Genuine Animation: Our Review of ‘Tower’

Posted in Hot Docs 2016, Movies, Theatrical by - October 14, 2016
Genuine Animation: Our Review of ‘Tower’

Too many times out there in the cinematic universe, animation gets mistaken as something that is just for kids and that couldn’t be further from the truth.  As a tool in storytelling it can allow for things to become all the more poignant then they already are.  In the new documentary Tower we get dropped right into the middle of the terrifying story that shattered the innocence of a nation with a type of violence that still rings throughout that great nation now 50 years later.

It was August 1st 1966, when a sniper rode the elevator all the way to the top of the iconic and now infamous University of Texas Tower and began to open fire.  No one and everyone was the target as the shooter was targeting people at random and for 96 minutes a city was gripped in fear like no other time in American history.  Combining archival footage with rotoscopic animation we witness the dramatic events of the day, based entirely on first person testimonies from witnesses, heroes and survivors, in a seamless and suspenseful retelling of the unfolding tragedy, highlighting the visceral reality of the moment and all the emotions that go with it.

While hyperbole always gets a little overblown in this business, I can’t say enough how Tower gets better and better with every single time that it passes in front of my eyes.

Director Keith Maitland has crafted something that is epic in scope and power while managing to remain intimate and personal all at the same time.  Shooting a standard recreation of these events would have come off as callous and allowed the film to ultimately descend into the ranks of just another run of the mill true crime documentary that get produced as often as the sun rises and sets these days.  Using the rotoscoping technique really does maximize the film allowing for the emotional impact of these events to sink in, allowing us to find the rawness of it all rather than just feeling morbid for watching a re-enactment of a crime unfold.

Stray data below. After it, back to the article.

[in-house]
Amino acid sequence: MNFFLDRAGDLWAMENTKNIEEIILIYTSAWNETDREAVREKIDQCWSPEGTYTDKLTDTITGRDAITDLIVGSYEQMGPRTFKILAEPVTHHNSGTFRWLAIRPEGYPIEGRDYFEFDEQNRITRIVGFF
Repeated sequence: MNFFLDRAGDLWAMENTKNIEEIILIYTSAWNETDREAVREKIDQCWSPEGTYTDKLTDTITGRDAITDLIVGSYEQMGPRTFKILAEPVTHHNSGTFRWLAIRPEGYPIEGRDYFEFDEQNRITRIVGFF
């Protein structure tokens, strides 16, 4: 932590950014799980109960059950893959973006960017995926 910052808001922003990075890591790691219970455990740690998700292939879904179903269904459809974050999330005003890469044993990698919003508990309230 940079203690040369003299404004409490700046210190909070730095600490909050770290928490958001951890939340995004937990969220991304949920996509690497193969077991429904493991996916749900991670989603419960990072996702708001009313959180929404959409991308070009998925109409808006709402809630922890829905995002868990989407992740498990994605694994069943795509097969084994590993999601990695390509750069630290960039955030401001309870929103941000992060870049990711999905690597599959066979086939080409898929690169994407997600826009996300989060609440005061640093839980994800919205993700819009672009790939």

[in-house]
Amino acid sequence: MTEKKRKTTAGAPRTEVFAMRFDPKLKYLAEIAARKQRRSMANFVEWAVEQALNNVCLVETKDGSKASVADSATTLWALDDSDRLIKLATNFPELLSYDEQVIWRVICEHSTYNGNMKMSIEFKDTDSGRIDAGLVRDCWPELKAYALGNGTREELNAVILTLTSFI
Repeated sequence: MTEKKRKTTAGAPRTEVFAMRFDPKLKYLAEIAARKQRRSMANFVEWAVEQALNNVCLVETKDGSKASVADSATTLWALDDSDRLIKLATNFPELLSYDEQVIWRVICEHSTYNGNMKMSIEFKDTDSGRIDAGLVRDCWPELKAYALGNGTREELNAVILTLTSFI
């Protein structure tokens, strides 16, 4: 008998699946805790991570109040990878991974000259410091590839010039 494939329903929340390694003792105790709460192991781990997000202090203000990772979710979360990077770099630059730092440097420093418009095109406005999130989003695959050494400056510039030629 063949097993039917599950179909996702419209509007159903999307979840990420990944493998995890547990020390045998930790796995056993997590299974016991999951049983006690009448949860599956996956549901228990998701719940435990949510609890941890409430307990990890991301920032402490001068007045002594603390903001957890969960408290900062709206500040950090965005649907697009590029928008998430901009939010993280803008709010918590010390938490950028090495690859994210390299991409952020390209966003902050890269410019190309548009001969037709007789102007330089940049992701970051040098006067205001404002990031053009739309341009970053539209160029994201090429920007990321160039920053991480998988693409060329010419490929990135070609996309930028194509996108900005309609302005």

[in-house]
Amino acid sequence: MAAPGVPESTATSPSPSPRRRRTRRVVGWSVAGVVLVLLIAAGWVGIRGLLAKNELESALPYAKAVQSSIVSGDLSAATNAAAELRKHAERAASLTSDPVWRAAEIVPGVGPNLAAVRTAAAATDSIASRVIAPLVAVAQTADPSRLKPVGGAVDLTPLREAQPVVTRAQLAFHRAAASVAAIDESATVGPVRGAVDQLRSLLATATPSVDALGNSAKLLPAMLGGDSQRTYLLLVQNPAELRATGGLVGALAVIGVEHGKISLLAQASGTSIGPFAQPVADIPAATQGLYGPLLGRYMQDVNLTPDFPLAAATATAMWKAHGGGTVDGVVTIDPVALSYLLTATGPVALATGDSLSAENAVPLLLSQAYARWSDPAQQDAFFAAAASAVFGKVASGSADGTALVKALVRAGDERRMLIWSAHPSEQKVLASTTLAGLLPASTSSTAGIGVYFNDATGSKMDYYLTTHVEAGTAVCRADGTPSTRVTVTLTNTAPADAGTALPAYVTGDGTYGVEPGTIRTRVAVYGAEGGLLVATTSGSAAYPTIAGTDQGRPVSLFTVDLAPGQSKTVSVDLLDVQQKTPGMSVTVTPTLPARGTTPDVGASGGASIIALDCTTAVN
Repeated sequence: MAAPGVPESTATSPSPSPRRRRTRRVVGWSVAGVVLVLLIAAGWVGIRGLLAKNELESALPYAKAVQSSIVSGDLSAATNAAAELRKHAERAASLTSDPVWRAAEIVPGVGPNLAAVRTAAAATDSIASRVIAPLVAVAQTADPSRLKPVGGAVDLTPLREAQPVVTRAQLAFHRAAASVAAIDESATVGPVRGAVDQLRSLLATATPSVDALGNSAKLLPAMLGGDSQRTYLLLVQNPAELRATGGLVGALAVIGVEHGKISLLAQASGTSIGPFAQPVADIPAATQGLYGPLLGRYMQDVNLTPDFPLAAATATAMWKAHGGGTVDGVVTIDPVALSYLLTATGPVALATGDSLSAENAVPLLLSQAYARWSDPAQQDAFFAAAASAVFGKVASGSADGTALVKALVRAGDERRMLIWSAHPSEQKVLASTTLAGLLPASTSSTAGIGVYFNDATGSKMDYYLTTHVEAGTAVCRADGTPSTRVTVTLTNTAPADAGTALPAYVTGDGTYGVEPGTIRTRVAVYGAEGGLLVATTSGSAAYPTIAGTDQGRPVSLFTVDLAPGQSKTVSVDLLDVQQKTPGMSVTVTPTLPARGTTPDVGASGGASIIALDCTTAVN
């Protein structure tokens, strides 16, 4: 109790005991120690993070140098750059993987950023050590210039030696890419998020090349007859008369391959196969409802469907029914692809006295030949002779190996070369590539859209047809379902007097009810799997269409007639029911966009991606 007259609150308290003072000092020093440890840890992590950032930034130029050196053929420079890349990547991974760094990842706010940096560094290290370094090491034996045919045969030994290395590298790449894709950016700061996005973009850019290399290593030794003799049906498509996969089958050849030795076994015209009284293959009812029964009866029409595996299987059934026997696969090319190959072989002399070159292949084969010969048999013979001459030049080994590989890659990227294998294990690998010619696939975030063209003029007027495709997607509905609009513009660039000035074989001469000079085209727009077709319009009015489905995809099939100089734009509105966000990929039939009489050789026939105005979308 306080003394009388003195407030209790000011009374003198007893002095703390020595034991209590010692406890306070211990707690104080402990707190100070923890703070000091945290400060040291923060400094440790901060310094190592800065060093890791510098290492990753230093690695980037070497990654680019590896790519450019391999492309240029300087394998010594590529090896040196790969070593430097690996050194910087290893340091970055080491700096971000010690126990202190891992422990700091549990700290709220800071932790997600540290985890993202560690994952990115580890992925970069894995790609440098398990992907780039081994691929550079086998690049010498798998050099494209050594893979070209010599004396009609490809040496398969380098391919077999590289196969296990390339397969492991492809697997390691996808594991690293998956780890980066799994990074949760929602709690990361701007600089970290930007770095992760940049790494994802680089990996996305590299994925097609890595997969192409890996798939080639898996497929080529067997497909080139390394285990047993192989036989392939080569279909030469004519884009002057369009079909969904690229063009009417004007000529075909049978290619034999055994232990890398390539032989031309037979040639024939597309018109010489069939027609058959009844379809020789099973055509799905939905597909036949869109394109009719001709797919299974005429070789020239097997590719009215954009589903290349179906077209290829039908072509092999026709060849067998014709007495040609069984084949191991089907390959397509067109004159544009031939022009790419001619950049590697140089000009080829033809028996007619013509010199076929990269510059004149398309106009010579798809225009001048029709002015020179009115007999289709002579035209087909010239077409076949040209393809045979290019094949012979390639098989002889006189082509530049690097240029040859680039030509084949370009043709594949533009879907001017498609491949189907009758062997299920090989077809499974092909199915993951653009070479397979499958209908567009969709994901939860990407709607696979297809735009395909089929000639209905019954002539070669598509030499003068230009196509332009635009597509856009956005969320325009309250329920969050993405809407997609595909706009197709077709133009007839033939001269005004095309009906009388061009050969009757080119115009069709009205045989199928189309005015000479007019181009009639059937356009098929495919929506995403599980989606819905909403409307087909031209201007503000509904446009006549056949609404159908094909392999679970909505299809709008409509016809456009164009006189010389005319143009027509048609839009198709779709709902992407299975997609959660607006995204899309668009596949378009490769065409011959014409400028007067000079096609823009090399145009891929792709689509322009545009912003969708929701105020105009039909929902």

The story we see, is the one of those who was actually there and he allows for their voices to be heard and to drive the narrative.  If they had shoe-horned in a separate and potentially dispassionate voice to tell this story it could have been cold and perfunctory, Maitland pulls the genuine emotions out of this event as we see what a formative experience it was for everyone who was there, for better or for worse.  People who have never been in a life or death crisis always SAY what they would do if in this scenario, but this is the cold proof of what you are or what you hope to be as human being and in these scenarios the answers always come out.  It’s fascinating that Maitland allows to not only be sympathetic for the gunshot victim baking on the hot concrete but the person who just couldn’t muster up the courage to risk their lives to help them.  He allows us to see the damage that was inflected on these people that goes beyond the physical, this event psychologically change everyone who bore witness to it.

While I’ll admit that something like Tower just won’t be on everyone’s radar, it damn well should be because it is hands down one of the more compelling and engaging films of the entire year.

  • Release Date: 10/14/2016
This post was written by
David Voigt is a Toronto based writer with a problem and a passion for the moving image and all things cinema. Having moved from production to the critical side of the aisle for well over 10 years now at outlets like, Criticize This, Dork Shelf (Now That Shelf), to.Night Newspaper he’s been all across his city, the country and the continent in search of all the news and reviews that are fit to print from the world of cinema.
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